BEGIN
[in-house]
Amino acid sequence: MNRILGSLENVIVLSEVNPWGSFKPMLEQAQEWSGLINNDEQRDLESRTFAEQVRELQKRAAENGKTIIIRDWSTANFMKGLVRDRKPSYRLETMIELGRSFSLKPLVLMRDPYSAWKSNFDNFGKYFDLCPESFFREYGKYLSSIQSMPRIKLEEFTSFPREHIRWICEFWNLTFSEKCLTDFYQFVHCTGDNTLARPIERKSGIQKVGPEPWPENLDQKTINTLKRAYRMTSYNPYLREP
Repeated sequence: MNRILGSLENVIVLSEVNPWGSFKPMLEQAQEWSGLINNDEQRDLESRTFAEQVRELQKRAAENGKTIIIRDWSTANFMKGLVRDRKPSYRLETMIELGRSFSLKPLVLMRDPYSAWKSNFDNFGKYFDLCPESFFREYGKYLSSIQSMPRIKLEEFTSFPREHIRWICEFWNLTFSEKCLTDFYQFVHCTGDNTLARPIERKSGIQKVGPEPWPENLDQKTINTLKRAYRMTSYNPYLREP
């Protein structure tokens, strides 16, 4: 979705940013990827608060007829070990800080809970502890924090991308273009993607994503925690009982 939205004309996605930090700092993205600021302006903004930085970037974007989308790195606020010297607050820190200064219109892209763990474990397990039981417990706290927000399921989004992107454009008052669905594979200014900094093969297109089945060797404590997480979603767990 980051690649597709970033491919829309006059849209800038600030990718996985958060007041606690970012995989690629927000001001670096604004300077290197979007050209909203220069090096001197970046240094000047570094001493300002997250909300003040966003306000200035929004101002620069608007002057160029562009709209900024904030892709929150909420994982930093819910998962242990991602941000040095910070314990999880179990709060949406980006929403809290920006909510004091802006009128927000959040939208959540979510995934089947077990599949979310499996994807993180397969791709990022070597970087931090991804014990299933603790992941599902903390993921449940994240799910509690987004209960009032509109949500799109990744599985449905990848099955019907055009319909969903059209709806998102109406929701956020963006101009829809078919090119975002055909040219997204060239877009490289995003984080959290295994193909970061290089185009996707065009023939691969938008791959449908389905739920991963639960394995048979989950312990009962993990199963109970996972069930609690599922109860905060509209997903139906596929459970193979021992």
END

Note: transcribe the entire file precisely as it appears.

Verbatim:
[in-house]
Amino acid sequence: MNRILGSLENVIVLSEVNPWGSFKPMLEQAQEWSGLINNDEQRDLESRTFAEQVRELQKRAAENGKTIIIRDWSTANFMKGLVRDRKPSYRLETMIELGRSFSLKPLVLMRDPYSAWKSNFDNFGKYFDLCPESFFREYGKYLSSIQSMPRIKLEEFTSFPREHIRWICEFWNLTFSEKCLTDFYQFVHCTGDNTLARPIERKSGIQKVGPEPWPENLDQKTINTLKRAYRMTSYNPYLREP
Repeated sequence: MNRILGSLENVIVLSEVNPWGSFKPMLEQAQEWSGLINNDEQRDLESRTFAEQVRELQKRAAENGKTIIIRDWSTANFMKGLVRDRKPSYRLETMIELGRSFSLKPLVLMRDPYSAWKSNFDNFGKYFDLCPESFFREYGKYLSSIQSMPRIKLEEFTSFPREHIRWICEFWNLTFSEKCLTDFYQFVHCTGDNTLARPIERKSGIQKVGPEPWPENLDQKTINTLKRAYRMTSYNPYLREP
């Protein structure tokens, strides 16, 4: 979705940013990827608060007829070990800080809970502890924090991308273009993607994503925690009982 939205004309996605930090700092993205600021302006903004930085970037974007989308790195606020010297607050820190200064219109892209763990474990397990039981417990706290927000399921989004992107454009008052669905594979200014900094093969297109089945060797404590997480979603767990 980051690649597709970033491919829309006059849209800038600030990718996985958060007041606690970012995989690629927000001001670096604004300077290197979007050209909203220069090096001197970046240094000047570094001493300002997250909300003040966003306000200035929004101002620069608007002057160029562009709209900024904030892709929150909420994982930093819910998962242990991602941000040095910070314990999880179990709060949406980006929403809290920006909510004091802006009128927000959040939208959540979510995934089947077990599949979310499996994807993180397969791709990022070597970087931090991804014990299933603790992941599902903390993921449940994240799910509690987004209960009032509109949500799109990744599985449905990848099955019907055009319909969903059209709806998102109406929701956020963006101009829809078919090119975002055909040219997204060239877009490289995003984080959290295994193909970061290089185009996707065009023939691969938008791959449908389905739920991963639960394995048979989950312990009962993990199963109970996972069930609690599922109860905060509209997903139906596929459970193979021992």